The four main personality theories are the psychoanalytic, the trait, the humanistic, and the social-cognitive theories.
Psychoanalytic theory: the most popular theory of personality is that of psychoanalysis, which was mainly introduced by Sigmund Freud. This theory focuses on the unconscious and the subconscious mind; it suggests that human behavior is shaped by past experiences and one's reactions to those experiences, which never leave the mind.
Freud argues that personality is made out of three key components: the id, ego and super-ego; the id represents the needs and desires, the super-ego represents the moral ideas and standards that people have, and the ego allows people to control their urges and desires and satisfy them in ways that are reasonable and socially acceptable.
Trait theory: the trait theory is based on traits as specific characteristics of one's personality or as characteristics that can determine a person's behavior. Psychologist Gordon Allport identified three main types of traits: cardinal traits (dominant and deterministic traits, such as being narcissistic), central traits (meaningful attributes, such as being kind, smart, mean) and secondary traits (which appear occasionally in specific situations—for example, being nervous before taking tests). Psychologist Hans Eysenck, on the other hand, identified three main traits: introversion/extroversion, neuroticism/stability, and psychoticism/ socialization.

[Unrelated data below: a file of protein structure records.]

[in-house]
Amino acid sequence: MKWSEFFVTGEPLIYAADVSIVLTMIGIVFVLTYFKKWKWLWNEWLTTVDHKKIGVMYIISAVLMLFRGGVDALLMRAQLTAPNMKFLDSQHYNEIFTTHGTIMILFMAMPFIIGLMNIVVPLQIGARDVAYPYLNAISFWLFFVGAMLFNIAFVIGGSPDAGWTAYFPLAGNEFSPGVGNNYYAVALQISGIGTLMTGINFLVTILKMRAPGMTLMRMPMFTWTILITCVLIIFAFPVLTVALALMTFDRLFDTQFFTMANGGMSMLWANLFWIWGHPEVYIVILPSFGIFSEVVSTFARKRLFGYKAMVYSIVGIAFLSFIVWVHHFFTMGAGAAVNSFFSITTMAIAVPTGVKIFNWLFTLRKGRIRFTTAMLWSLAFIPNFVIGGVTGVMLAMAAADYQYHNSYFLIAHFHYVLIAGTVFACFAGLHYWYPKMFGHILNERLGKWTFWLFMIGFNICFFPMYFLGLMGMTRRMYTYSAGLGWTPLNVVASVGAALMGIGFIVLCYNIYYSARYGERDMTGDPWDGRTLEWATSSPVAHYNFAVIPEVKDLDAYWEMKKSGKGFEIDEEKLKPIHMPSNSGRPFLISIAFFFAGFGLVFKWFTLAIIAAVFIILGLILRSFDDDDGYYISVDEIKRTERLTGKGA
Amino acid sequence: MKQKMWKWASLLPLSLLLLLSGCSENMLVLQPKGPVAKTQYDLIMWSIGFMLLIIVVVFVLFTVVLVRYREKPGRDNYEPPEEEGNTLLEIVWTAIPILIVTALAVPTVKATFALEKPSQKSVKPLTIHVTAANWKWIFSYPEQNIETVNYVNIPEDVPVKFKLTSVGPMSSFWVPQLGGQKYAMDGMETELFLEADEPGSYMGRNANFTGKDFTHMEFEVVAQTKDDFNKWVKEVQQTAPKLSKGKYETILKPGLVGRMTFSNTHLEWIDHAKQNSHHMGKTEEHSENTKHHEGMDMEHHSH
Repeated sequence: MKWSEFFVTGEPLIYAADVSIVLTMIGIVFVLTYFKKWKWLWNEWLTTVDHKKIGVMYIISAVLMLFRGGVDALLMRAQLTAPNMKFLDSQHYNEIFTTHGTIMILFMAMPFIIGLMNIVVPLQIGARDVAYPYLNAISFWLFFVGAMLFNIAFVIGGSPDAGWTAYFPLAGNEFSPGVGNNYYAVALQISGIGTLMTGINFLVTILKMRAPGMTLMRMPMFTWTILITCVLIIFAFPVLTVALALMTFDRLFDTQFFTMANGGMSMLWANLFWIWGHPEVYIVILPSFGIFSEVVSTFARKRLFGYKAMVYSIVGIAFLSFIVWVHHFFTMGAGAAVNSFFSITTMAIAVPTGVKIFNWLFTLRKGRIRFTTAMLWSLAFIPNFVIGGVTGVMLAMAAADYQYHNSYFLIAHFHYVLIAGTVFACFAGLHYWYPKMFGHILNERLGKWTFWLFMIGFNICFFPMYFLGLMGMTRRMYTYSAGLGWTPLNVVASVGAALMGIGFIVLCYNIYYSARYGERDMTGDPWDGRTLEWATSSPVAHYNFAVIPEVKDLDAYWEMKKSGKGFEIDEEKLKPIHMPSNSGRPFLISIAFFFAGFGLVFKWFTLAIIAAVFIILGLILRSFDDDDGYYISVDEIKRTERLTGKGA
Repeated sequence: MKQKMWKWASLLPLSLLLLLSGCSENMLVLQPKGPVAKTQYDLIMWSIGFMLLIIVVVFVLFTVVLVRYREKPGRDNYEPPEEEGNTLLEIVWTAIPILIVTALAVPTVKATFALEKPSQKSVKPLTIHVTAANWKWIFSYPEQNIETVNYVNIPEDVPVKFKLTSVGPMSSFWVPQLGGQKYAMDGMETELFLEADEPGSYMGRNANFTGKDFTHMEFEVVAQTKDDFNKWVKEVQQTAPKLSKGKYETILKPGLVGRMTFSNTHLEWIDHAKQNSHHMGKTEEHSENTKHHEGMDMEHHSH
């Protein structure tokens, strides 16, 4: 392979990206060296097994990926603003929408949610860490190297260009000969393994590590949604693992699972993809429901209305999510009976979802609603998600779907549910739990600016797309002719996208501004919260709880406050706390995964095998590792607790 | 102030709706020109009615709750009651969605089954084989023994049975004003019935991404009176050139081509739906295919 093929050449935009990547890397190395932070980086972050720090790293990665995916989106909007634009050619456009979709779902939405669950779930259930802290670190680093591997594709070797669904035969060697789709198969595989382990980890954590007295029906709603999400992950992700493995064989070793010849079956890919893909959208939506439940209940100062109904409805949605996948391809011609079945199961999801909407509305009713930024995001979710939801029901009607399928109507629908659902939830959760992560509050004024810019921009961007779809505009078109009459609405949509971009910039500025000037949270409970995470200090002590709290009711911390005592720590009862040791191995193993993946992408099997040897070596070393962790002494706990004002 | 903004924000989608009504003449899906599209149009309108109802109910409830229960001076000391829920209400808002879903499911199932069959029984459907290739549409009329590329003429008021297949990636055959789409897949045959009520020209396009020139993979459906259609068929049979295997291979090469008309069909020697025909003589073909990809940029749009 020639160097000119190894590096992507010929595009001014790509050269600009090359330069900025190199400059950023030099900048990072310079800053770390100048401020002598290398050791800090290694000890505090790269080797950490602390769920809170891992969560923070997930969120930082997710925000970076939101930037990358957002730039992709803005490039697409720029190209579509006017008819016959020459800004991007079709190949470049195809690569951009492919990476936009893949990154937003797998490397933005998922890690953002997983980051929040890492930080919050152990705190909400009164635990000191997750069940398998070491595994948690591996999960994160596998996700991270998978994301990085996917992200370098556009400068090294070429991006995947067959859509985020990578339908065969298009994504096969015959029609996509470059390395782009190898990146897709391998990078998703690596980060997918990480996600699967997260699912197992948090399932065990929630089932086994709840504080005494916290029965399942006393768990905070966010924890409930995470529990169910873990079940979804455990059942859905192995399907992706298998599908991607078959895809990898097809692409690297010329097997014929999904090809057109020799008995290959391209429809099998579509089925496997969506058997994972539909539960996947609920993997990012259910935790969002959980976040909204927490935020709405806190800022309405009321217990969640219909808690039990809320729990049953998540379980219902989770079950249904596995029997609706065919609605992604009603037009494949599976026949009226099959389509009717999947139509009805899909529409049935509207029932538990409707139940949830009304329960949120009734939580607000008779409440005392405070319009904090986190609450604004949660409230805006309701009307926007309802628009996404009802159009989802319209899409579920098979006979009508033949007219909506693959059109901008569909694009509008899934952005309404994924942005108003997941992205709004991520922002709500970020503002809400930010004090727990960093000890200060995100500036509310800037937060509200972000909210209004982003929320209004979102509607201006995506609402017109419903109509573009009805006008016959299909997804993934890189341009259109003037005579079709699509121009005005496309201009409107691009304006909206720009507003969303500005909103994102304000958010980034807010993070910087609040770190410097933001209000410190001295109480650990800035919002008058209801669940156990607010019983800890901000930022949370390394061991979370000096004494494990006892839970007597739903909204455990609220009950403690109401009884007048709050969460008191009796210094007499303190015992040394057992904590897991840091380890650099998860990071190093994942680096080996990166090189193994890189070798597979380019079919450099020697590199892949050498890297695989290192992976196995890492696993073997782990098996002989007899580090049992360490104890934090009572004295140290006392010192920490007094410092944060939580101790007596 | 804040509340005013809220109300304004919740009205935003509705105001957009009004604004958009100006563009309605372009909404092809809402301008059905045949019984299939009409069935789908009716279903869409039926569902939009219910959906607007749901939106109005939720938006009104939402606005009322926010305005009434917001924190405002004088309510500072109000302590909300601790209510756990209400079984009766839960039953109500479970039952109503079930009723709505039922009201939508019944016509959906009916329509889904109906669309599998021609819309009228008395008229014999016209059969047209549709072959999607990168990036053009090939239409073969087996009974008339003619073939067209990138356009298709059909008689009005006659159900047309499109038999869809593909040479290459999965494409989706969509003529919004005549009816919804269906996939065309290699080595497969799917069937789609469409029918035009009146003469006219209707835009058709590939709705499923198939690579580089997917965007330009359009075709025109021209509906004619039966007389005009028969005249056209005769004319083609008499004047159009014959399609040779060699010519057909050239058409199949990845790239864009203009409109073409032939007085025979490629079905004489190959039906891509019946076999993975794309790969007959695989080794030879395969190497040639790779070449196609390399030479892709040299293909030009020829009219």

Humanistic theory: the humanistic theoretical approach to the study of personality focuses on the individual as a whole and is optimistic in nature, as it focuses on the people's ability to reach their full potential and become the best versions of themselves.
Social cognitive theory is based upon two key principles: (a) that the psychological person, the environment, and behavior reciprocally influence one another; and (b) that people are best understood in terms of conscious cognitive capabilities that enable them to symbolically represent events, to reflect upon themselves, and to act as agents of their own development (Bandura, 1986, Bandura, 1997; Cervone & Williams, 1992).